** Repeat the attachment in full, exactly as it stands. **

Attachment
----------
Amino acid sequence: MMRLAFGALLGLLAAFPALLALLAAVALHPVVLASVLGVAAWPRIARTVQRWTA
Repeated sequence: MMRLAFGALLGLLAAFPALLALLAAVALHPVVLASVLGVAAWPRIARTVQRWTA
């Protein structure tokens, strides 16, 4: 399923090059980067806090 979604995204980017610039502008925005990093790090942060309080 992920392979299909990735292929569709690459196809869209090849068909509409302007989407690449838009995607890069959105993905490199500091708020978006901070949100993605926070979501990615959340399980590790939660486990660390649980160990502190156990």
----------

Amino acid sequence: MMRLAFGALLGLLAAFPALLALLAAVALHPVVLASVLGVAAWPRIARTVQRWTA
Repeated sequence: MMRLAFGALLGLLAAFPALLALLAAVALHPVVLASVLGVAAWPRIARTVQRWTA
């Protein structure tokens, strides 16, 4: 399923090059980067806090 979604995204980017610039502008925005990093790090942060309080 992920392979299909990735292929569709690459196809869209090849068909509409302007989407690449838009995607890069959105993905490199500091708020978006901070949100993605926070979501990615959340399980590790939660486990660390649980160990502190156990």